The Seahawks hope to be well-suited to slow down Boldin and QB Colin Kaepernick. In their last meeting, Seattle crushed the 49ers 42-13 at home in front of a Sunday Night Football audience.

“That whole stretch of games we were pretty much on it,” Carroll said, referring to the three-game run in December when the Seahawks outscored opponents 150-30. “They were the best opponent that we played well against.”

Last week, Seattle beat Carolina 12-7 and for the second consecutive year contained QB Cam Newton (16 for 23, 125 yards and one touchdown), a player who in some ways mirrors Kaepernick’s arm strength, size and mobility. Seahawks LB Bobby Wagner said that experience could help the Seahawks limit Kaepernick, who against Green Bay connected on 69 percent of his passes for 412 yards, three touchdowns and no interceptions.

“They have similar plays,” Wagner said. “You definitely have to watch out for his running capabilities. We’ll be ready for it.”

The latter  is a necessity if Seattle has a plan to dethrone a 49ers team that has captured the NFC West title the past two years.

Carroll tried to downplay the well-documented rivalry and the view that Seattle’s home opener holds added importance.

“It’s a championship opportunity for us, as it was last week,” he said. “It’s no different. These games will all weigh in at the end . . .  This is a long trip to get through the season, and to go up and down with who you’re playing . . . the storyline doesn’t suit us.”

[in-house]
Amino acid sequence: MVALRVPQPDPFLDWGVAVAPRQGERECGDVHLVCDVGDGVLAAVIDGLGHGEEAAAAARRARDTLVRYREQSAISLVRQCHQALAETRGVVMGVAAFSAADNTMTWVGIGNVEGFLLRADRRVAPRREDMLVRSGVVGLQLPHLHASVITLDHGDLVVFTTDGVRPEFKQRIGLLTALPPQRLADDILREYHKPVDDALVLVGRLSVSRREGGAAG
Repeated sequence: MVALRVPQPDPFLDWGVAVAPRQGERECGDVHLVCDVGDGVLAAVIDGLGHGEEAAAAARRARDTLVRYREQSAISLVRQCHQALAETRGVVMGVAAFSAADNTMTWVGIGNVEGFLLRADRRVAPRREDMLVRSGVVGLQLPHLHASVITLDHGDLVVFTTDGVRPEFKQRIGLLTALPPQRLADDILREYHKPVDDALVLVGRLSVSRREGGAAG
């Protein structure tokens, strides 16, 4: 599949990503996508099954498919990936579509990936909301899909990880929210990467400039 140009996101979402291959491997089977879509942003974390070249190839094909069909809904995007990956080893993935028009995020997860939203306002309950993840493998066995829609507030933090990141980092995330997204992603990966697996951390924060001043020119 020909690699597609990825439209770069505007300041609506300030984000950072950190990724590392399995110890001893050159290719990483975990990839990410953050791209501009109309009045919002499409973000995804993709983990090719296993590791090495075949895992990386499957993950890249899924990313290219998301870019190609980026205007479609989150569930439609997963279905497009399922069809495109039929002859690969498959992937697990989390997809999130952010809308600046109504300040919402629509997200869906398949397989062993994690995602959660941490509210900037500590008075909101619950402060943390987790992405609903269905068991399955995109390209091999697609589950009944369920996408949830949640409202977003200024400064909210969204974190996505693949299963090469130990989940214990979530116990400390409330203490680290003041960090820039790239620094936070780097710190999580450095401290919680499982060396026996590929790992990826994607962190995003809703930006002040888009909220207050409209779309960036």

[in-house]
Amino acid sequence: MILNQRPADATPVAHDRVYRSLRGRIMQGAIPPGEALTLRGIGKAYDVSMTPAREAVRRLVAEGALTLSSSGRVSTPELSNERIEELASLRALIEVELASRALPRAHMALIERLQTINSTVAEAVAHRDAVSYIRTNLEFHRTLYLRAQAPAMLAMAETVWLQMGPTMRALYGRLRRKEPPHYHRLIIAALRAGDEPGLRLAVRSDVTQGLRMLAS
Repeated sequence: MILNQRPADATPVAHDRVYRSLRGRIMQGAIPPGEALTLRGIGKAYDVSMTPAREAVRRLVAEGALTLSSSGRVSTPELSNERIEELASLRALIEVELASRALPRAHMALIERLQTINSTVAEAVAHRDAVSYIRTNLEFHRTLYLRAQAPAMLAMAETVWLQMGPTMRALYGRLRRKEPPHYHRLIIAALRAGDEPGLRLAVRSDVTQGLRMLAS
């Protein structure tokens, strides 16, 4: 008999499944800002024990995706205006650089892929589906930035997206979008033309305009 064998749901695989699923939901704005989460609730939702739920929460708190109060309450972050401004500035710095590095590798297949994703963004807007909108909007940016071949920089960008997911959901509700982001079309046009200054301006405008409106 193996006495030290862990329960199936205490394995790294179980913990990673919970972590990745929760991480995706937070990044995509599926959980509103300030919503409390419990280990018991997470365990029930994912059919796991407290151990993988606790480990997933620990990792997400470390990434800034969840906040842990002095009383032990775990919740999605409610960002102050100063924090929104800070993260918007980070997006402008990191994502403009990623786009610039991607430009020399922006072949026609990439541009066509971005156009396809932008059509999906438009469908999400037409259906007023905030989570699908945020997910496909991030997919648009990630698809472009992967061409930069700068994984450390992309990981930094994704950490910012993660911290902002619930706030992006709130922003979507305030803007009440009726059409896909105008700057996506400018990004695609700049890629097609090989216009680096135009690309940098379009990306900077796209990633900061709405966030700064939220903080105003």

Seahawks pick up another tight end

The Seahawks released LB Allen Bradford to make room for TE Kellen Davis, adding to arguably the team’s thinnest position on the roster.

Davis failed to make it out of training camp with the Browns after spending the previous five seasons with the Bears, totaling 47 catches for 529 yards and 11 touchdowns. The former fifth-round pick out of Michigan State will back up starter  Zach Miller and rookie Luke Willson

Roster moves/injury report

Those who didn’t participate in practice: DT Jordan Hill (biceps), CB Brandon Browner (hamstring), DT Brandon Mebane (ankle), S Jeron Johnson (hamstring).

Limited: DE Chris Clemons (knee), DE Cliff Avril (hamstring), T Michael Bowie (shoulder), WR Sidney Rice (knee).

Carroll said Clemons will likely practice without limitations Thursday and hopes to make his season debut against the 49ers.

The Seahawks signed G Ryan Seymour and LB Ty Powell to the practice squad and released OL Jared Smith and DT Michael Brooks to make room.

Not shaving their eyebrows

Russell Wilson and Kaepernick made a bet on a recently released TV commercial that the loser of the game had to shave an eyebrow. The commercial made it seem as if they were friends. Kaepernick quickly dismissed both assumptions.

“Not planning on it,” he said when asked about shaving an eyebrow. Of the perceived friendship with his NFC West counterpart:

“I’ve only met him the one day, so it’s not a relationship. No.”


  • jafabian

    The key to this game is the 12th Man. If the SF offense can’t hear the plays they’ll be forced to run. And the Hawks will be waiting for them on that.